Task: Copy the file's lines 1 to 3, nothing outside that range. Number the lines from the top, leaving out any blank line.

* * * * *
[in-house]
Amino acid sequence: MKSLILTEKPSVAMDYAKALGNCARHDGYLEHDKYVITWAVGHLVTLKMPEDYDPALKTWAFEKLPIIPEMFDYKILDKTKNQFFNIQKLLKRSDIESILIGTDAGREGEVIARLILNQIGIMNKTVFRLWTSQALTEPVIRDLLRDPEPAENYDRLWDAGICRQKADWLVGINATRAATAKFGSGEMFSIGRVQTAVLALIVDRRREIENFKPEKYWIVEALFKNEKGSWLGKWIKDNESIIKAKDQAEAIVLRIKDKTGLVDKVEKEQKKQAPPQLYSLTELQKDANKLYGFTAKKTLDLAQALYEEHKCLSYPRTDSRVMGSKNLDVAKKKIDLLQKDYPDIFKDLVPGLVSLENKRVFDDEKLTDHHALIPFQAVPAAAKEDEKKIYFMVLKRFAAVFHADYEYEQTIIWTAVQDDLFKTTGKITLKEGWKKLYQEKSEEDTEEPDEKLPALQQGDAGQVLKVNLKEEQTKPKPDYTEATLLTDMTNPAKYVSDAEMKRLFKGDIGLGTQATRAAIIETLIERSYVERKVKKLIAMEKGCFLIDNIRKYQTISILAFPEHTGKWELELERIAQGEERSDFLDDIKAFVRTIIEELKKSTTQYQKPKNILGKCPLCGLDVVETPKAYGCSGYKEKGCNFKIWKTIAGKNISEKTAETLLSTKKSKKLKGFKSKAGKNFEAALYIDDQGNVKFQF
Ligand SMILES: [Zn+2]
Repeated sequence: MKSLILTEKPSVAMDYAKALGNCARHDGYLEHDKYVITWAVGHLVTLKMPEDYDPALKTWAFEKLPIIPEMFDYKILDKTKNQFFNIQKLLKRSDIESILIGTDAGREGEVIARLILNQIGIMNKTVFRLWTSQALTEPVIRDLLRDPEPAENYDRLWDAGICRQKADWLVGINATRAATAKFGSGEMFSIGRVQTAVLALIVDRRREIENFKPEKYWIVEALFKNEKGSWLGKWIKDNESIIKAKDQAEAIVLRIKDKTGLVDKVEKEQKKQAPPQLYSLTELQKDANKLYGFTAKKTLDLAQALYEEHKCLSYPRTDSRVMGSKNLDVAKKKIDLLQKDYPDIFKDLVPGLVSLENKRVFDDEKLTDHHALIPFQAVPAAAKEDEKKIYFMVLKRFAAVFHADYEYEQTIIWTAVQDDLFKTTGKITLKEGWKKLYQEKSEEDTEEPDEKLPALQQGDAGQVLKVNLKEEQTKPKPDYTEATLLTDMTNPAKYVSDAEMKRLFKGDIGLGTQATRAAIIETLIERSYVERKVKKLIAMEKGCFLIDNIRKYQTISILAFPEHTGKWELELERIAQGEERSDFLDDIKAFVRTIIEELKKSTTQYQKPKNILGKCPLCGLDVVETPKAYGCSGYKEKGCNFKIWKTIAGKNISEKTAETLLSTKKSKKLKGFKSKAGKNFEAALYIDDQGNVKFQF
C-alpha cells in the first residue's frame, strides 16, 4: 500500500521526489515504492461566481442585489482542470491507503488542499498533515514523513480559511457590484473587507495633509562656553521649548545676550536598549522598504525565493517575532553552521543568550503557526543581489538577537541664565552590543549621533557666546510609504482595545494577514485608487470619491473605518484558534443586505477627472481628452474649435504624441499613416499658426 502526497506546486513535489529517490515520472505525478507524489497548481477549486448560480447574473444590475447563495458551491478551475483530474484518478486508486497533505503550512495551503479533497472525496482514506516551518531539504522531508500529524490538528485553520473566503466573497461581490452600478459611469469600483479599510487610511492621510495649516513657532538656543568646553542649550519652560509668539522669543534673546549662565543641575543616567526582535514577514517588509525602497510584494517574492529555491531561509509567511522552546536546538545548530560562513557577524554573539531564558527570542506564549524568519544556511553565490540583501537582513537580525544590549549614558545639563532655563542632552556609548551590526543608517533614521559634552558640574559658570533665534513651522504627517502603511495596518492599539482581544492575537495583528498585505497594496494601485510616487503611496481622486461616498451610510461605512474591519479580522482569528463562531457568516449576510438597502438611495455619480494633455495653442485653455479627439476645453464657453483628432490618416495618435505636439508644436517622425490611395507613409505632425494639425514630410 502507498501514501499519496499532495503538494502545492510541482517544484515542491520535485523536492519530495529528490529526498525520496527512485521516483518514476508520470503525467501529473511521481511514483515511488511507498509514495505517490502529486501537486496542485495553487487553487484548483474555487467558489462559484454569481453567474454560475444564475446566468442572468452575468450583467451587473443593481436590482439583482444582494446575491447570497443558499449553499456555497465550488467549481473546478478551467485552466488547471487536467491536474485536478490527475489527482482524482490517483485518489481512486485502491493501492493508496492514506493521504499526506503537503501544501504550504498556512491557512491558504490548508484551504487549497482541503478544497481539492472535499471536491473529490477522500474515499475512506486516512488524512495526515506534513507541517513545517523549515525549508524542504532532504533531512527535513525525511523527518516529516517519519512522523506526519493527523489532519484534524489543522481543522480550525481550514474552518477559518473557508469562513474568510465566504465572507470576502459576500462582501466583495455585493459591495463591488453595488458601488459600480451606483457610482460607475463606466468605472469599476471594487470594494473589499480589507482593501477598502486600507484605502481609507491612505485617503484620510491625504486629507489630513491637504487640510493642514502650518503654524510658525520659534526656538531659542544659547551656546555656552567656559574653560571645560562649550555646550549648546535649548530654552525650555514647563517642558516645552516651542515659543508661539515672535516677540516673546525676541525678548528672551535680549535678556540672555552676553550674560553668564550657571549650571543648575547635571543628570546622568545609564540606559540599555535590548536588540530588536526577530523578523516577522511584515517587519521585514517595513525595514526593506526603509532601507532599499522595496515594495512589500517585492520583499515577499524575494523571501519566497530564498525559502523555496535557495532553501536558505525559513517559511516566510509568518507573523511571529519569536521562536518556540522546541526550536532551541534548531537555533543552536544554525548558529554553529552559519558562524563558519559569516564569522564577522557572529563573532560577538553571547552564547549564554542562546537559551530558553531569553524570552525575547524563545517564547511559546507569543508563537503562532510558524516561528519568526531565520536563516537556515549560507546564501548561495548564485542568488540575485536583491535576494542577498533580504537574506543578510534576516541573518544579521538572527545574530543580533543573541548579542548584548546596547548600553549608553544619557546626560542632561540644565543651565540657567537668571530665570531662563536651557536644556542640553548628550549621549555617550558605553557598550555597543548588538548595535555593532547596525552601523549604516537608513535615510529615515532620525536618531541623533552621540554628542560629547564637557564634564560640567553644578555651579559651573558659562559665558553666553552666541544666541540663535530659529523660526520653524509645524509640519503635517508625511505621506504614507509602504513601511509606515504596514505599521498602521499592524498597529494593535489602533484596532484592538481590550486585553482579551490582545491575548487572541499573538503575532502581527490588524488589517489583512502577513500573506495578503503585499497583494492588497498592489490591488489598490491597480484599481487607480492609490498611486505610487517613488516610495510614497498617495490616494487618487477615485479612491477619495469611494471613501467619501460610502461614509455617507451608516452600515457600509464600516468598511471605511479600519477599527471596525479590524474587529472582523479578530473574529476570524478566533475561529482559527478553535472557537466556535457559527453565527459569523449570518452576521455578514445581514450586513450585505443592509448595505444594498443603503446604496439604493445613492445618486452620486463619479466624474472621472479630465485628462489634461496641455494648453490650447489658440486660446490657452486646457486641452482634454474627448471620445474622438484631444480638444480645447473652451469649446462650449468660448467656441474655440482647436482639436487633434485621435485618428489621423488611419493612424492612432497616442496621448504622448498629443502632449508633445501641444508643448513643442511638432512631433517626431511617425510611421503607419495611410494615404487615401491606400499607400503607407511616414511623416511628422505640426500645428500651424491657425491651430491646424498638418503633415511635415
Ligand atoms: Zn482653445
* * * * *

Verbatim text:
[in-house]
Amino acid sequence: MKSLILTEKPSVAMDYAKALGNCARHDGYLEHDKYVITWAVGHLVTLKMPEDYDPALKTWAFEKLPIIPEMFDYKILDKTKNQFFNIQKLLKRSDIESILIGTDAGREGEVIARLILNQIGIMNKTVFRLWTSQALTEPVIRDLLRDPEPAENYDRLWDAGICRQKADWLVGINATRAATAKFGSGEMFSIGRVQTAVLALIVDRRREIENFKPEKYWIVEALFKNEKGSWLGKWIKDNESIIKAKDQAEAIVLRIKDKTGLVDKVEKEQKKQAPPQLYSLTELQKDANKLYGFTAKKTLDLAQALYEEHKCLSYPRTDSRVMGSKNLDVAKKKIDLLQKDYPDIFKDLVPGLVSLENKRVFDDEKLTDHHALIPFQAVPAAAKEDEKKIYFMVLKRFAAVFHADYEYEQTIIWTAVQDDLFKTTGKITLKEGWKKLYQEKSEEDTEEPDEKLPALQQGDAGQVLKVNLKEEQTKPKPDYTEATLLTDMTNPAKYVSDAEMKRLFKGDIGLGTQATRAAIIETLIERSYVERKVKKLIAMEKGCFLIDNIRKYQTISILAFPEHTGKWELELERIAQGEERSDFLDDIKAFVRTIIEELKKSTTQYQKPKNILGKCPLCGLDVVETPKAYGCSGYKEKGCNFKIWKTIAGKNISEKTAETLLSTKKSKKLKGFKSKAGKNFEAALYIDDQGNVKFQF
Ligand SMILES: [Zn+2]